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Vietnam's Postwar Refugee Crisis

Historians in the News
tags: Vietnam War, refugees



On April 29, 1975, as communist North Vietnamese troops closed in on the South Vietnamese capital of Saigon, the United States ordered the immediate evacuation of U.S. personnel and several thousand South Vietnamese military and diplomatic officials. TV news cameras broadcasted harrowing images of the chaotic airlift, including crowds of desperate South Vietnamese citizens swarming the gates of the American Embassy in Saigon, soon to be renamed Ho Chi Minh City by the conquering communists.

The swift fall of Saigon in 1975 signaled the end of America’s failed military intervention in Southeast Asia, but it only marked the beginning of what would become one of the largest and longest refugee crises in history.

Over the next two decades—from 1975 to 1995—more than three million people fled Vietnam, Laos and Cambodia. Countless thousands died at sea, victims of pirates or overcrowded, makeshift boats. The lucky ones made it to refugee camps in Thailand, Malaysia or the Philippines, and more than 2.5 million refugees were eventually resettled around the world, including more than a million in the United States.

In the months following the fall of Saigon, U.S President Gerald Ford and Congress authorized the evacuation and resettlement in the United States of approximately 140,000 refugees from South Vietnam and Cambodia. But there were many hundreds of thousands more, including former members of the South Vietnamese army and their families, who faced torture and retribution from the ruling North Vietnamese.

“A common sight at the end of the war was to see South Vietnamese soldiers burning their uniforms, making sure they had no affiliation with the military whatsoever,” says Phuong Tran Nguyen, a history professor at California State University, Monterey Bay, and author of Becoming Refugee American: The Politics of Rescue in Little Saigon.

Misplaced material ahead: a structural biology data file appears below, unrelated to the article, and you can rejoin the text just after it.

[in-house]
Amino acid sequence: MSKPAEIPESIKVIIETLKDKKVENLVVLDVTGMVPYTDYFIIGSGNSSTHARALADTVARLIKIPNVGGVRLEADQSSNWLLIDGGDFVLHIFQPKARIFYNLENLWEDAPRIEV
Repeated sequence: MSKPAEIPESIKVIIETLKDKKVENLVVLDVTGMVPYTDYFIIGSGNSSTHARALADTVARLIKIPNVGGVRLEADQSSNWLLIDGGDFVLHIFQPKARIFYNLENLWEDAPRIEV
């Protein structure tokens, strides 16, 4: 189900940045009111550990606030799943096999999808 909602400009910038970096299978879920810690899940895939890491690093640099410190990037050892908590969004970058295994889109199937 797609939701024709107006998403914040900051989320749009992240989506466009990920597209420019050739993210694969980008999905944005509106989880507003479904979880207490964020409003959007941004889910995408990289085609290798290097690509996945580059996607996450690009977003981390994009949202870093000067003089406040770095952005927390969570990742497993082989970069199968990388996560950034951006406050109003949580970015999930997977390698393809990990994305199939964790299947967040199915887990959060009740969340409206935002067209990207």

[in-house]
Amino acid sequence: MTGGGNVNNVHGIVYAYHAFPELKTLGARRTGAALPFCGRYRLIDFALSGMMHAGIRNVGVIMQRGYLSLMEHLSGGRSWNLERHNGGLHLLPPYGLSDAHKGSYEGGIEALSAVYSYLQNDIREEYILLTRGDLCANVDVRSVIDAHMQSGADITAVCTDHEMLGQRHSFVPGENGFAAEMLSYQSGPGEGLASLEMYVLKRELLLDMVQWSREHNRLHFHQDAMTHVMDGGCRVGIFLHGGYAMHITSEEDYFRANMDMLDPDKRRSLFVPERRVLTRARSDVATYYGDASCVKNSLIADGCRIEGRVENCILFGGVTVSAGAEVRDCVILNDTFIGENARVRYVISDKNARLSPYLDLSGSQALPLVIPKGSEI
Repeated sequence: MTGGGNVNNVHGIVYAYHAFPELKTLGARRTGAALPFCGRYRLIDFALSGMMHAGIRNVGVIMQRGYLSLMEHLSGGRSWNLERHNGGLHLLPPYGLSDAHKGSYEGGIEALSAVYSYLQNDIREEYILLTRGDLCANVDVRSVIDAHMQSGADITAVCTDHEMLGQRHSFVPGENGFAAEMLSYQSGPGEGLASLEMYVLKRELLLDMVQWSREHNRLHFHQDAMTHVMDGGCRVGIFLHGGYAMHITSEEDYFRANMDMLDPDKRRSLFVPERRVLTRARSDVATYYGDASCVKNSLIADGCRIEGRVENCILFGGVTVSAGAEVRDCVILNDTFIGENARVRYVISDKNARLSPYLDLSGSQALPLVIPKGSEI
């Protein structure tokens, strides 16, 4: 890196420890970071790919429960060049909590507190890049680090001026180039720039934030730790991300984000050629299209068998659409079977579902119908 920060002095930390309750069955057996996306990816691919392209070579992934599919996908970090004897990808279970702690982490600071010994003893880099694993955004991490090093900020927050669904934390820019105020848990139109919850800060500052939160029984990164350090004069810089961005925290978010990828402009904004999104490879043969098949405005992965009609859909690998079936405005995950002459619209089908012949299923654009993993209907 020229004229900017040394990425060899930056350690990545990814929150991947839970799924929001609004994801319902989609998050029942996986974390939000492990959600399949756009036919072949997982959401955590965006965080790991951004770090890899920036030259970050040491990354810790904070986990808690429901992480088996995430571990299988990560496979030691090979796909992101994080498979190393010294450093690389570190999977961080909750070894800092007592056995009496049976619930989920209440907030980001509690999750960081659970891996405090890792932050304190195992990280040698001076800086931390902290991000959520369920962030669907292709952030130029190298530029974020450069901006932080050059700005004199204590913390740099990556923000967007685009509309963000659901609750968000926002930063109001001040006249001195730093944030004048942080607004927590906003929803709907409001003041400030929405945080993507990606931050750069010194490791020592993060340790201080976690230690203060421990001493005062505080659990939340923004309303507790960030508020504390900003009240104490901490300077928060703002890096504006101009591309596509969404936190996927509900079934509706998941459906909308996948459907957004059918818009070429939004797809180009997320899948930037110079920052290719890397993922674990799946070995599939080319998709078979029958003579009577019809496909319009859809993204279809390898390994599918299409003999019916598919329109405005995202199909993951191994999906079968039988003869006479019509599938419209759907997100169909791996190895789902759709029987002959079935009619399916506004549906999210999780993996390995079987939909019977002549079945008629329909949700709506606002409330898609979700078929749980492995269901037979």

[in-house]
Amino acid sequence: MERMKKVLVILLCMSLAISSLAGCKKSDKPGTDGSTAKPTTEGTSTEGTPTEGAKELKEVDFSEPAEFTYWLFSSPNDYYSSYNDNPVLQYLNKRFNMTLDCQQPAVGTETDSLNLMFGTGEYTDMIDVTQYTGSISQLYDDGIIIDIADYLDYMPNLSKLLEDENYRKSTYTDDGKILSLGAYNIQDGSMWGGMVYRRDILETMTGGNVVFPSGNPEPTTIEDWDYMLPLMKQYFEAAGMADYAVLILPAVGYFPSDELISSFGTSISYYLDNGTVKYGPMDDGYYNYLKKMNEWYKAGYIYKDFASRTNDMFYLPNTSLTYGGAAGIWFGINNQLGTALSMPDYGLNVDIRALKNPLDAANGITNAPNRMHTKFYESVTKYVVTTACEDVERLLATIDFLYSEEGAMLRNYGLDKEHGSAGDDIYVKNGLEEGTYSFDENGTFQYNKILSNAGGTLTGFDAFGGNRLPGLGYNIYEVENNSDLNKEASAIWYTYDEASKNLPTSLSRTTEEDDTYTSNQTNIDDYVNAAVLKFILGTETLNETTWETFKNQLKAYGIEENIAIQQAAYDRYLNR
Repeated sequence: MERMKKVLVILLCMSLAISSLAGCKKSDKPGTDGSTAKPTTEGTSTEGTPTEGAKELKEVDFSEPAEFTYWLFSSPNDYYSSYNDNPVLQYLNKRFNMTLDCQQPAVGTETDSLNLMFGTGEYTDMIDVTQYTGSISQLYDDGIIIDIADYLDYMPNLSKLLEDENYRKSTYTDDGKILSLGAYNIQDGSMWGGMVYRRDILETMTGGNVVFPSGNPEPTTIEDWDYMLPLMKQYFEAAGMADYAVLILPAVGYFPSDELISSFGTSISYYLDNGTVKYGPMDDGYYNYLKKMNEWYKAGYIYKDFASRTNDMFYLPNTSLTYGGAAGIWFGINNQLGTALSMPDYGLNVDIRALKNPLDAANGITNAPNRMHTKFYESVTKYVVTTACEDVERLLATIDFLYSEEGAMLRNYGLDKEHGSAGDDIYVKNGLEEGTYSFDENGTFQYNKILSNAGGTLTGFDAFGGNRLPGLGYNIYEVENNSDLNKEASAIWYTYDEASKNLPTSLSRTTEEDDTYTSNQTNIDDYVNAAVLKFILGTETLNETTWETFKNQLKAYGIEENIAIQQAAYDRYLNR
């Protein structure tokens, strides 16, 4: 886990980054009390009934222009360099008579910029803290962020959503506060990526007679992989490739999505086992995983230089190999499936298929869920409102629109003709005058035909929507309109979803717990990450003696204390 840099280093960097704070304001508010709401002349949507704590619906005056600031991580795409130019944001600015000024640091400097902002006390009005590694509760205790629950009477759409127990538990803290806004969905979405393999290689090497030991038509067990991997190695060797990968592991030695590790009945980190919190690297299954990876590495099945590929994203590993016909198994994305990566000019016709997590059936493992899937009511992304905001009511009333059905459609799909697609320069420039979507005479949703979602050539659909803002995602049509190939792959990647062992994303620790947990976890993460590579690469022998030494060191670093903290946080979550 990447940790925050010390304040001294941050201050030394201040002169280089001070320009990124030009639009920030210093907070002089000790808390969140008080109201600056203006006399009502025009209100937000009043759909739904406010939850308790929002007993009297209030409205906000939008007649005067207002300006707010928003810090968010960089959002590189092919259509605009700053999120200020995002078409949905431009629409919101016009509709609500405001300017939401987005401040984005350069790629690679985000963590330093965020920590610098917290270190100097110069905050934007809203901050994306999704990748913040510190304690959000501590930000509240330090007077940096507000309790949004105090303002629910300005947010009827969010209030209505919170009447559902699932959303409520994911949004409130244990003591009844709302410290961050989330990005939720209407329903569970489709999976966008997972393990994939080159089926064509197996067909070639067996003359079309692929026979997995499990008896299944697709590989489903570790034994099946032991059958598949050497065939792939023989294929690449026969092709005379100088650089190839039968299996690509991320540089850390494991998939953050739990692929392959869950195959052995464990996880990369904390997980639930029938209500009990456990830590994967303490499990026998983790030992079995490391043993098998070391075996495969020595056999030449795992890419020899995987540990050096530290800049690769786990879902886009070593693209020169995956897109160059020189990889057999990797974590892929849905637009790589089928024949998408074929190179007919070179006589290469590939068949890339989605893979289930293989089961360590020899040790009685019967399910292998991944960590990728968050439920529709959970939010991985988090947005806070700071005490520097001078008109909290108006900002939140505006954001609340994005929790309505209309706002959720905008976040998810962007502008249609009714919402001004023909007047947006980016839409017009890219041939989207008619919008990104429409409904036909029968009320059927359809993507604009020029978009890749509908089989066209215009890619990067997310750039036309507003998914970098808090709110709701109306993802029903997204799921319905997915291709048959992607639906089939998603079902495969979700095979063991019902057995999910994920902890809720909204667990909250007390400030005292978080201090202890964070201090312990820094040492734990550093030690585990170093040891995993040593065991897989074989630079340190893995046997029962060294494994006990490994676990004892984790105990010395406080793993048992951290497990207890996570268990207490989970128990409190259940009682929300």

South Vietnamese intellectuals and other potential enemies of the revolution were rounded up and shipped off to “reeducation” camps, which were really forced labor camps designed to break the will of the South Vietnamese and indoctrinate them with communist ideologies. Many residents of Saigon, the former South Vietnamese capital, were forced to move to the countryside to labor on collective farms. In neighboring Cambodia, the Khmer Rouge seized power and began a brutal campaign of imprisonment and mass executions of its enemies.

As the political and economic situations deteriorated in Vietnam, Laos and Cambodia, the steady trickle of refugees fleeing the region became a torrent. Desperate families packed their belongings in a single suitcase and fled their homes “by any means available,” says Long Bui, a professor of international studies at the University of California Irvine and author of Returns of War: South Vietnam and the Price of Refugee Memory.

“Some of them trekked through the forest through Laos and into Thailand, but mostly they fled by ocean to places like Singapore and Hong Kong,” says Bui. “They were often attacked by Malaysian and Thai pirates who raped the women and stole any gold or money they had. That’s why it was so harrowing.”

These “boat people,” as the refugees became known, weren’t welcomed or even recognized as refugees by most countries in the region. None of the nations in Southeast Asia had signed on to the United Nations Refugee Convention, for example, and some were openly hostile to the tens of thousands of Vietnamese and Cambodians who were threatening to overwhelm their limited resources. By 1979, when more than 50,000 refugees were arriving by boat every month, countries like Malaysia and Singapore began physically pushing boats full of refugees back into the sea.

“It’s estimated that between 25,000 and 50,000 boat people perished at sea,” says Nguyen. “They were out for days without almost any food or water, and a lot of the women and children couldn't swim.”

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